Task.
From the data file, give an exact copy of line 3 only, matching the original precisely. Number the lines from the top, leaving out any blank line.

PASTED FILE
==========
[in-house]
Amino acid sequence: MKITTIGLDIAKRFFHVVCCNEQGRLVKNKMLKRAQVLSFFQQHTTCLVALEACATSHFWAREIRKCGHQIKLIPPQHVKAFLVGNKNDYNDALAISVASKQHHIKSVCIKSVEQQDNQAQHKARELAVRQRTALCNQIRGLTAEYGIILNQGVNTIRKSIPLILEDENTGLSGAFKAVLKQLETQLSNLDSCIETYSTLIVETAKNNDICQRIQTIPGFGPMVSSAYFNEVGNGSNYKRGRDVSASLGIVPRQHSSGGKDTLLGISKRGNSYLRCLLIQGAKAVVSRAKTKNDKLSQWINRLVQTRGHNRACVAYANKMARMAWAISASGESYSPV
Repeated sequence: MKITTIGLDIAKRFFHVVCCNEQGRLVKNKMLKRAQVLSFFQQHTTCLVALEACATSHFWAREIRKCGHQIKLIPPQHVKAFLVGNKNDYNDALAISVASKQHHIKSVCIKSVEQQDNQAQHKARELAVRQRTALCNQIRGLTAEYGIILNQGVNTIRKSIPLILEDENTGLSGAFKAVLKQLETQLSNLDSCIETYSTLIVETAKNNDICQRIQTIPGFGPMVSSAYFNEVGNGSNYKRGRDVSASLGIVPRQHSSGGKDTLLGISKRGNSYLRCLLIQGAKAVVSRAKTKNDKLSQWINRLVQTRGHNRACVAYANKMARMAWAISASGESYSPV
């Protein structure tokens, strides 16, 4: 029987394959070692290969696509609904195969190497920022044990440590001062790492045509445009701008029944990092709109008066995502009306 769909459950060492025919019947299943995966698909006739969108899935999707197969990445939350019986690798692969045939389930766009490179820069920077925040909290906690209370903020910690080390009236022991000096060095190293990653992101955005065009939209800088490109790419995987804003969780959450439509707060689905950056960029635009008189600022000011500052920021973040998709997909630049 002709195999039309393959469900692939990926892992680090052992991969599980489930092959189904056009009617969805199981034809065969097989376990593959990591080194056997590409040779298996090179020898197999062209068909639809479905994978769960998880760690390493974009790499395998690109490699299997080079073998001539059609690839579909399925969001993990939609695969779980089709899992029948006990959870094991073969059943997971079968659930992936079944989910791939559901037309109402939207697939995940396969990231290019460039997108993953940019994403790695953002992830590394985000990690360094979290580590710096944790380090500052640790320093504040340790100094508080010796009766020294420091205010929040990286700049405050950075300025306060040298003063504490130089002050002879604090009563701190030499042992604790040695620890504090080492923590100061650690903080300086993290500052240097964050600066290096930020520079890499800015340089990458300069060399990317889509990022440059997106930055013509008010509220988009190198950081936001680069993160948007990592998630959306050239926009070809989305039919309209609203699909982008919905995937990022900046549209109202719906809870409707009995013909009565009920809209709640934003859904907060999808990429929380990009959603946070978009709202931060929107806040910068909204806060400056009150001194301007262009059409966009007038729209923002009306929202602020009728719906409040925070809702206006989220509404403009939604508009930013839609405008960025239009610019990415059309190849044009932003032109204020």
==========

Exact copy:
Repeated sequence: MKITTIGLDIAKRFFHVVCCNEQGRLVKNKMLKRAQVLSFFQQHTTCLVALEACATSHFWAREIRKCGHQIKLIPPQHVKAFLVGNKNDYNDALAISVASKQHHIKSVCIKSVEQQDNQAQHKARELAVRQRTALCNQIRGLTAEYGIILNQGVNTIRKSIPLILEDENTGLSGAFKAVLKQLETQLSNLDSCIETYSTLIVETAKNNDICQRIQTIPGFGPMVSSAYFNEVGNGSNYKRGRDVSASLGIVPRQHSSGGKDTLLGISKRGNSYLRCLLIQGAKAVVSRAKTKNDKLSQWINRLVQTRGHNRACVAYANKMARMAWAISASGESYSPV